Thank you for the question.
CRA always starts with the confidentiality provision of the Income Tax Act. We always see section 241 of the Income Tax Act as some kind of bubble that every employee who gets into CRA defers to. The briefing they have is don't share information, but there are always ways whereby we can share information.
There are five or six ways when we can share information with the law enforcement community, and also with FINTRAC. The examples I shared earlier in my appearance relate to the Panama Papers. We were almost at a loss there as to how we could generate a good, solid investigation when we only had business structures overseas. By having met our threshold to initiate an investigation and then sharing information accordingly—because it was in the best interest of the administration of the Income Tax Act—with FINTRAC, FINTRAC then provided us with the financial transaction. That relationship is key for the criminal investigation division.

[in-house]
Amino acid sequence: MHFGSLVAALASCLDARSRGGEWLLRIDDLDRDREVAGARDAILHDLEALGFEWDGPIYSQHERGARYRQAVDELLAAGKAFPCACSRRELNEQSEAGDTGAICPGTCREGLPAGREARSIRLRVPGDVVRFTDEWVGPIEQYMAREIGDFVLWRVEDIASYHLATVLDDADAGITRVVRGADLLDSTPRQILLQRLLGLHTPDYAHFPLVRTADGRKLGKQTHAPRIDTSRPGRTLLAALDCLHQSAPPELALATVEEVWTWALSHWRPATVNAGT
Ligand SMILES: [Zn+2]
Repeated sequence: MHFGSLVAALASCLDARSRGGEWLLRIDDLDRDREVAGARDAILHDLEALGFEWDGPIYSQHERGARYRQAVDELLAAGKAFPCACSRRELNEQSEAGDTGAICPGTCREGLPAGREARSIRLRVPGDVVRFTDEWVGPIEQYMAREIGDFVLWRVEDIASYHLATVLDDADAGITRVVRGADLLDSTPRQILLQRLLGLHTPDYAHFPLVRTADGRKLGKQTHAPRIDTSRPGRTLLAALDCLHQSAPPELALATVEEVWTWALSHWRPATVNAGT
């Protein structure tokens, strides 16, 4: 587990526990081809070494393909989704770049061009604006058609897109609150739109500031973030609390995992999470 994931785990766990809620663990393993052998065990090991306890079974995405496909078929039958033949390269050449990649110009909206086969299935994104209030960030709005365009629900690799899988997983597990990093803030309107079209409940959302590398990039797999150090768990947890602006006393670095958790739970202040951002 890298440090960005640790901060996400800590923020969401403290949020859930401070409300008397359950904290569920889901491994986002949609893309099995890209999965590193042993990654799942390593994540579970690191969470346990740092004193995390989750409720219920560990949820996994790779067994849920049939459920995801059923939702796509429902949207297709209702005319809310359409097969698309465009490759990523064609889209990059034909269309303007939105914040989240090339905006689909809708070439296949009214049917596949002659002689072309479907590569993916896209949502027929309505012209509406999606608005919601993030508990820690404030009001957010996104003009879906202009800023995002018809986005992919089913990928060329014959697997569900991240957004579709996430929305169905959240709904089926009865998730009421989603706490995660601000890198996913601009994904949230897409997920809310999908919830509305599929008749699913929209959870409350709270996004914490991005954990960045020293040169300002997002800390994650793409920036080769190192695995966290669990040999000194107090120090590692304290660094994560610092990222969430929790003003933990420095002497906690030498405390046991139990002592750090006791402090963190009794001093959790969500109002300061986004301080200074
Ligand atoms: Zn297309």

If I just look over the last few years we had 125 disclosures from FINTRAC in 2013-14 and in 2016-17 we had 209 disclosures, and for just the first three quarters of 2017-18 we're almost at 213. So we receive more information from FINTRAC than ever, but at the same time we also contribute information to FINTRAC when we have active investigations. As it relates to information sharing with law enforcement, there are also provisions there for the CRA to share information with law enforcement when law enforcement comes to us with either a tax order or when they are investigating serious crimes. There are provisions in the Income Tax Act to share information.
Then when we have a joint investigation with law enforcement, there are provisions there so that we can share information. Although CRA is always perceived to be a taker of information, we are becoming more of a partner in the fight against money laundering and tax evasion.